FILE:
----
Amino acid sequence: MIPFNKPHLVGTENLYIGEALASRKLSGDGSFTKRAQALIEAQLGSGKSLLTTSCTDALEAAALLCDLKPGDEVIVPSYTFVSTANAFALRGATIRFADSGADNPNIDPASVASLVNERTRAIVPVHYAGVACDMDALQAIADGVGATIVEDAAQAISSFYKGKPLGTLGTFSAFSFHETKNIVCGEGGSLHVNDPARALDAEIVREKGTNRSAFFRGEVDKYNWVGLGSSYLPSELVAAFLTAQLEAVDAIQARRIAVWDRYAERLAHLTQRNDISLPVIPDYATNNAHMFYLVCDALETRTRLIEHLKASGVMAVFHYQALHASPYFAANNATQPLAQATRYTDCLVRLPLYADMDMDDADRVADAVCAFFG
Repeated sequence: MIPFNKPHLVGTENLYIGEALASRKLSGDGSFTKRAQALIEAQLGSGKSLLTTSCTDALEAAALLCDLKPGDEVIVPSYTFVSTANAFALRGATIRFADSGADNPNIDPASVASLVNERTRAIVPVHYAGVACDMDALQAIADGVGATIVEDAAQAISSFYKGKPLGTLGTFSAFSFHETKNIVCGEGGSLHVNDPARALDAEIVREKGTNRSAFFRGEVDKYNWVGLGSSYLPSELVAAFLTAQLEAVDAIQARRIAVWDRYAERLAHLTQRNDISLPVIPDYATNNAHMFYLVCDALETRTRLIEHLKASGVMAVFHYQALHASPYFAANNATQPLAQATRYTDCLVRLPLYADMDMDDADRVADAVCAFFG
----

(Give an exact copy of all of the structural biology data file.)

Amino acid sequence: MIPFNKPHLVGTENLYIGEALASRKLSGDGSFTKRAQALIEAQLGSGKSLLTTSCTDALEAAALLCDLKPGDEVIVPSYTFVSTANAFALRGATIRFADSGADNPNIDPASVASLVNERTRAIVPVHYAGVACDMDALQAIADGVGATIVEDAAQAISSFYKGKPLGTLGTFSAFSFHETKNIVCGEGGSLHVNDPARALDAEIVREKGTNRSAFFRGEVDKYNWVGLGSSYLPSELVAAFLTAQLEAVDAIQARRIAVWDRYAERLAHLTQRNDISLPVIPDYATNNAHMFYLVCDALETRTRLIEHLKASGVMAVFHYQALHASPYFAANNATQPLAQATRYTDCLVRLPLYADMDMDDADRVADAVCAFFG
Repeated sequence: MIPFNKPHLVGTENLYIGEALASRKLSGDGSFTKRAQALIEAQLGSGKSLLTTSCTDALEAAALLCDLKPGDEVIVPSYTFVSTANAFALRGATIRFADSGADNPNIDPASVASLVNERTRAIVPVHYAGVACDMDALQAIADGVGATIVEDAAQAISSFYKGKPLGTLGTFSAFSFHETKNIVCGEGGSLHVNDPARALDAEIVREKGTNRSAFFRGEVDKYNWVGLGSSYLPSELVAAFLTAQLEAVDAIQARRIAVWDRYAERLAHLTQRNDISLPVIPDYATNNAHMFYLVCDALETRTRLIEHLKASGVMAVFHYQALHASPYFAANNATQPLAQATRYTDCLVRLPLYADMDMDDADRVADAVCAFFG